About When The Time Is Right

When The Time Is Right
By Buddhadeva Bose
Published in Bengali 1949
Published in English translation by Penguin Books India, 2011

Buddhadeva Bose’s greatest novel is a grand family saga set in Calcutta during the last two decades of British rule. Of Rajen Mitra’s five lovely daughters, it is the youngest – the beautiful, intelligent Swati – who is the apple of her father’s eye. As she grows from an impetuous, spirited child to a lonely young woman, Swati is witness to the upheavals and joys of the Mitra family even as the country slides towards the promise of independence and the inevitability of war.

Anxious to ensure that his daughters find suitable husbands, Rajen-babu realizes that it is only a matter of time before his favourite child too must leave home. While the boorish entrepreneur Prabir Majumdar decides that she will make him a fitting wife, Swati finds herself increasingly drawn to Satyen Roy, the young professor who introduces her to a world of books and the heady poetry of Tagore and Coleridge.

First published in Bengali as Tithidore in 1949, When The Time Is Right is a moving tale of a family and a nation.

About Harbart

Harbart
By Nabarun Bhattacharya
Published in Bengali 1993
Published in English translation by Tranquebar Press, 2011

Harbart Sarkar, sole proprietor of a business that brings messages from the dead to their near and dear ones left behind on earth, is found dead in his room after a night of drinking with local young men. He has killed himself. Why? When he’s taken to the electric crematorium and placed in the furnace, lying on the same cot that he used to sleep on, the furnace explodes. As in his life, Harbart is a mystery in his death and after it. An extraordinary novella by the offbeat Bengali author Nabarun Bhattacharya.

Reviews

Deccan Herald

Tehelka

About Fever

The Fever
By Samaresh Basu
Published in Bengali 1977
To be published in English translation by Random House India, 2011

Ruhiton had fought to encircle cities with villages. Stake your life, but don’t allow the enemy to survive. Ruhiton had not allowed the enemy to survive. Eliminate and surround, continuously. That was who he was. Why then did his heart ache at the thought of his home?

Ruhiton Kurmi has been in jail for seven years. Once a notorious Naxalite, he is now a withered shell of a man, broken by incarceration and torture. The only way he can endure his existence is to shut out the past. But when Ruhiton is moved to a better jail and eventually freed, memories return to haunt him. He looks back upon his youth, his marriage, his home in the Terai foothills – and he remembers, too, the friends he has killed, the revolutionary colleagues he made and the ideals he once believed in.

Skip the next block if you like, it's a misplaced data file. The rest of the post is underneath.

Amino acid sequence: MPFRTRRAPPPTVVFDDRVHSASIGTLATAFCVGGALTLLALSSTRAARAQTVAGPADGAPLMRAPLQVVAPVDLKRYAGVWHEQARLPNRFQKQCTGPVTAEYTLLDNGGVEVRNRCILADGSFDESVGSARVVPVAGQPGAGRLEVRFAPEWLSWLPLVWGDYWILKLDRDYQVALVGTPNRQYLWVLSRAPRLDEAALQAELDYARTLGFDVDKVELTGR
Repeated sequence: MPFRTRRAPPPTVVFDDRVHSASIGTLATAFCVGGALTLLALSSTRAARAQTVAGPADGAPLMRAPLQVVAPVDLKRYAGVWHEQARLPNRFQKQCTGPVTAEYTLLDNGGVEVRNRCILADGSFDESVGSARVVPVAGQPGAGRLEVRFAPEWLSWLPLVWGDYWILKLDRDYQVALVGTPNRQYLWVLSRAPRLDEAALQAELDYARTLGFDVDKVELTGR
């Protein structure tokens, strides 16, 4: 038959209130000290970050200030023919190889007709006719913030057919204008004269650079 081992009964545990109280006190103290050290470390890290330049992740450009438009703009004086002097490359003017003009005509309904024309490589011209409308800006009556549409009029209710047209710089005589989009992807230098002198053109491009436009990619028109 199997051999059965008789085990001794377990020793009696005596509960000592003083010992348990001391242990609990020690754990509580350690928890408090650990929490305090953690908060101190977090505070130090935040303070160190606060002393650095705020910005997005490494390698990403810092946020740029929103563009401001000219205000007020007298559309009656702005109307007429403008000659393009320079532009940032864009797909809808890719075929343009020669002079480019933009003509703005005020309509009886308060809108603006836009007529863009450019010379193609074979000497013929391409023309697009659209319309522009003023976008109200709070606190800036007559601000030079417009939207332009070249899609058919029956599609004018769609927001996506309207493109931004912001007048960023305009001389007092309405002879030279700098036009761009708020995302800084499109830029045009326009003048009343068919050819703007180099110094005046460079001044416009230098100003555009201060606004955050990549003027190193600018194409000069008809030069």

Dark, powerful and full of ambiguities, The Fever questions the human cost of revolution and its (often) inevitable transience. A sensation in its time, it remains one of the great novels about the Maoist Naxalite movement of the late 60s and profoundly resonant today.

Reviews

Mint

About Seventeen

17 by Anita AgnihotriSeventeen
Short Stories By Anita Agnihotri
Published in Bengali 1985 – 2011
To be published in English translation by Zubaan, 2011

A brother-and-sister visit the unique crater lake that their dead, estranged mother had written to them about in her letters. A middle-class executive’s orderly life turns upside down when his employer holds back his paycheque without an explanation. The employees of a forgotten outpost in a sun-baked town threaten mass suicide because they have no hope of survival. 17 is a collection of short stories from over 100 of Anita Agnihotri’s published short stories. By turn intense, brittle, angry, sad, and torn apart in conflict, the stories bring out different faces of human bondage and explores the country that is still unknown to many. Set in metropolises and in villages, in small-town India and in international suburbia, they run the gamut of experiences both everyday and extraordinary. From deeply personal relationships against the backdrop of turmoil to intensely social truths told through the unique lives of individuals – all of them bathed in human fragility – these stories bring out the best of literary craftspersonship.

About Three Women

Three Women: The Broken Nest, The Two Sisters, The Arbour
By Rabindranath Tagore
Published in Bengali 1901, 1934, 1935
Published in English translation by Random House India, 2010

From the jacket
Three women, three stories of forbidden love.

Ignored by her well-meaning husband, Charulata falls in love with a high-spirited young cousin in The Broken Nest (Nashtaneer, 1901). Sharmila, in Two Sisters (Dui Bon, 1933) witnesses her husband sink her fortunes and his passion into his business – and her sister. And the invalid Neeraja finds her life slowly ebbing away as a new love awakens for her beloved husband in The Arbour (Malancha, 1934). Romantic, subtle and nuanced, Rabindranath Tagore’s novellas are about the undercurrents in relationships, the mysteries of love, the ties and bonds of marriage, and above all about the dreams and desires of women.

Reviews

The Asian Age

Bookslut